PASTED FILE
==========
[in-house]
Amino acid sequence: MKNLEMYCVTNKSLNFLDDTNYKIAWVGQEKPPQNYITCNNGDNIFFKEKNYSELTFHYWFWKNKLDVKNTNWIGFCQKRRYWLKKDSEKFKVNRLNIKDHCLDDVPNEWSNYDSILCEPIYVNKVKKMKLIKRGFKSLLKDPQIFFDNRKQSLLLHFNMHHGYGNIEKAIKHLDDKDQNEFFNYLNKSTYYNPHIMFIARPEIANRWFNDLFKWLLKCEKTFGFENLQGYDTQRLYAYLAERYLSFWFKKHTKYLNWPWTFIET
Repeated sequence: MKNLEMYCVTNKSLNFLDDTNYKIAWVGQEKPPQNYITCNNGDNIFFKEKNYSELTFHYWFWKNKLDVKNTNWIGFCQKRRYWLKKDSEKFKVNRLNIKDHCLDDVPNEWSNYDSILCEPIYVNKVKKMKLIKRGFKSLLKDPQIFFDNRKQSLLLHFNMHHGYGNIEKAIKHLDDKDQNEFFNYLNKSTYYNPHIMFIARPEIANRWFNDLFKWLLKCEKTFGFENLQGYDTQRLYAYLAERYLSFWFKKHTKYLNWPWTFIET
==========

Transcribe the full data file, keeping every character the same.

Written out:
[in-house]
Amino acid sequence: MKNLEMYCVTNKSLNFLDDTNYKIAWVGQEKPPQNYITCNNGDNIFFKEKNYSELTFHYWFWKNKLDVKNTNWIGFCQKRRYWLKKDSEKFKVNRLNIKDHCLDDVPNEWSNYDSILCEPIYVNKVKKMKLIKRGFKSLLKDPQIFFDNRKQSLLLHFNMHHGYGNIEKAIKHLDDKDQNEFFNYLNKSTYYNPHIMFIARPEIANRWFNDLFKWLLKCEKTFGFENLQGYDTQRLYAYLAERYLSFWFKKHTKYLNWPWTFIET
Repeated sequence: MKNLEMYCVTNKSLNFLDDTNYKIAWVGQEKPPQNYITCNNGDNIFFKEKNYSELTFHYWFWKNKLDVKNTNWIGFCQKRRYWLKKDSEKFKVNRLNIKDHCLDDVPNEWSNYDSILCEPIYVNKVKKMKLIKRGFKSLLKDPQIFFDNRKQSLLLHFNMHHGYGNIEKAIKHLDDKDQNEFFNYLNKSTYYNPHIMFIARPEIANRWFNDLFKWLLKCEKTFGFENLQGYDTQRLYAYLAERYLSFWFKKHTKYLNWPWTFIET